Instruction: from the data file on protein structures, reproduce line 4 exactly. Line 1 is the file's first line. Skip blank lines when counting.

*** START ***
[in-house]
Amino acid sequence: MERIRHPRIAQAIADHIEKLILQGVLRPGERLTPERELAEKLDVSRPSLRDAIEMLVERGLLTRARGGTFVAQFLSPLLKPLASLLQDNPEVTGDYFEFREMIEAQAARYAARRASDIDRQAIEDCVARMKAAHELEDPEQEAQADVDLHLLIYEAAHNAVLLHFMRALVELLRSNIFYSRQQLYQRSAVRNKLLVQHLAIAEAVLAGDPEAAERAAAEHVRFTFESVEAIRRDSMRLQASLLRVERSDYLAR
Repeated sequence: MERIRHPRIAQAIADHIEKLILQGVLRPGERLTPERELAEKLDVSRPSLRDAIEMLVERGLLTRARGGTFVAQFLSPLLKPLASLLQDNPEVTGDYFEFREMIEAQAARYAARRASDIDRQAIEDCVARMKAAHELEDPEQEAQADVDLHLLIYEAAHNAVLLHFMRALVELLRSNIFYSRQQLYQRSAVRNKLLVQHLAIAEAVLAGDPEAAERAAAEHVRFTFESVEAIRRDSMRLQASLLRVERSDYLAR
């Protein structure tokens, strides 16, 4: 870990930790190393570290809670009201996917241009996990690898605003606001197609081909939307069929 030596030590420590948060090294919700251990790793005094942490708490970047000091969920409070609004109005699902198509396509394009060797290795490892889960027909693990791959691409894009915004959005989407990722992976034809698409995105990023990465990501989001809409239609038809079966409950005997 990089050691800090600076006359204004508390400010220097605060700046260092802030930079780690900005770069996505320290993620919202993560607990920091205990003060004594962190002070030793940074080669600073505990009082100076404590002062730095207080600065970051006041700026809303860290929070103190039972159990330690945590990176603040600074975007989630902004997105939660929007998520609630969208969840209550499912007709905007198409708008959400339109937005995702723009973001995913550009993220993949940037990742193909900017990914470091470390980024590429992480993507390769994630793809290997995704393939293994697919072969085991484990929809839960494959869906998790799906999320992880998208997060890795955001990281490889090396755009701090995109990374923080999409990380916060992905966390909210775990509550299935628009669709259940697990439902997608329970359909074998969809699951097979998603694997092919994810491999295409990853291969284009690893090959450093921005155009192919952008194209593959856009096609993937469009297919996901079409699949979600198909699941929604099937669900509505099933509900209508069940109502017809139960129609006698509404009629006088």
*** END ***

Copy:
């Protein structure tokens, strides 16, 4: 870990930790190393570290809670009201996917241009996990690898605003606001197609081909939307069929 030596030590420590948060090294919700251990790793005094942490708490970047000091969920409070609004109005699902198509396509394009060797290795490892889960027909693990791959691409894009915004959005989407990722992976034809698409995105990023990465990501989001809409239609038809079966409950005997 990089050691800090600076006359204004508390400010220097605060700046260092802030930079780690900005770069996505320290993620919202993560607990920091205990003060004594962190002070030793940074080669600073505990009082100076404590002062730095207080600065970051006041700026809303860290929070103190039972159990330690945590990176603040600074975007989630902004997105939660929007998520609630969208969840209550499912007709905007198409708008959400339109937005995702723009973001995913550009993220993949940037990742193909900017990914470091470390980024590429992480993507390769994630793809290997995704393939293994697919072969085991484990929809839960494959869906998790799906999320992880998208997060890795955001990281490889090396755009701090995109990374923080999409990380916060992905966390909210775990509550299935628009669709259940697990439902997608329970359909074998969809699951097979998603694997092919994810491999295409990853291969284009690893090959450093921005155009192919952008194209593959856009096609993937469009297919996901079409699949979600198909699941929604099937669900509505099933509900209508069940109502017809139960129609006698509404009629006088």